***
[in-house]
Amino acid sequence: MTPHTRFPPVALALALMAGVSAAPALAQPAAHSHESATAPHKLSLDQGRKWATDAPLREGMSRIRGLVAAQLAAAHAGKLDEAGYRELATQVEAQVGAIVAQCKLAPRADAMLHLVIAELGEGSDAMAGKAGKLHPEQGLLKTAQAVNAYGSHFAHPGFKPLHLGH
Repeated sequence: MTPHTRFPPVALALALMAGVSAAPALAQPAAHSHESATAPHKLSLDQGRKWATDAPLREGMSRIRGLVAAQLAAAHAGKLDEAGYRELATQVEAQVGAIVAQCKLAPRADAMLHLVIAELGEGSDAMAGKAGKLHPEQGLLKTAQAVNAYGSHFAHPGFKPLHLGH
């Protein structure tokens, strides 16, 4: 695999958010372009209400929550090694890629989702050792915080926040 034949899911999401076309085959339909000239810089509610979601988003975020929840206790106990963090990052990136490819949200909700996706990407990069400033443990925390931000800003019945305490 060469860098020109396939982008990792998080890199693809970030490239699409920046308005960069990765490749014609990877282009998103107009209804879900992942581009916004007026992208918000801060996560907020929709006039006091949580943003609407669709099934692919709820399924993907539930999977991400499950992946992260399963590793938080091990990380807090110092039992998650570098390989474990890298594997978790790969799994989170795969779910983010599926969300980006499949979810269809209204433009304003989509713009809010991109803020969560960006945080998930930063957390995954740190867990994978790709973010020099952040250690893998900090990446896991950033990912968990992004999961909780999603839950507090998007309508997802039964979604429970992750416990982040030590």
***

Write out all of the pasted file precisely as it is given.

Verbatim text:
[in-house]
Amino acid sequence: MTPHTRFPPVALALALMAGVSAAPALAQPAAHSHESATAPHKLSLDQGRKWATDAPLREGMSRIRGLVAAQLAAAHAGKLDEAGYRELATQVEAQVGAIVAQCKLAPRADAMLHLVIAELGEGSDAMAGKAGKLHPEQGLLKTAQAVNAYGSHFAHPGFKPLHLGH
Repeated sequence: MTPHTRFPPVALALALMAGVSAAPALAQPAAHSHESATAPHKLSLDQGRKWATDAPLREGMSRIRGLVAAQLAAAHAGKLDEAGYRELATQVEAQVGAIVAQCKLAPRADAMLHLVIAELGEGSDAMAGKAGKLHPEQGLLKTAQAVNAYGSHFAHPGFKPLHLGH
């Protein structure tokens, strides 16, 4: 695999958010372009209400929550090694890629989702050792915080926040 034949899911999401076309085959339909000239810089509610979601988003975020929840206790106990963090990052990136490819949200909700996706990407990069400033443990925390931000800003019945305490 060469860098020109396939982008990792998080890199693809970030490239699409920046308005960069990765490749014609990877282009998103107009209804879900992942581009916004007026992208918000801060996560907020929709006039006091949580943003609407669709099934692919709820399924993907539930999977991400499950992946992260399963590793938080091990990380807090110092039992998650570098390989474990890298594997978790790969799994989170795969779910983010599926969300980006499949979810269809209204433009304003989509713009809010991109803020969560960006945080998930930063957390995954740190867990994978790709973010020099952040250690893998900090990446896991950033990912968990992004999961909780999603839950507090998007309508997802039964979604429970992750416990982040030590």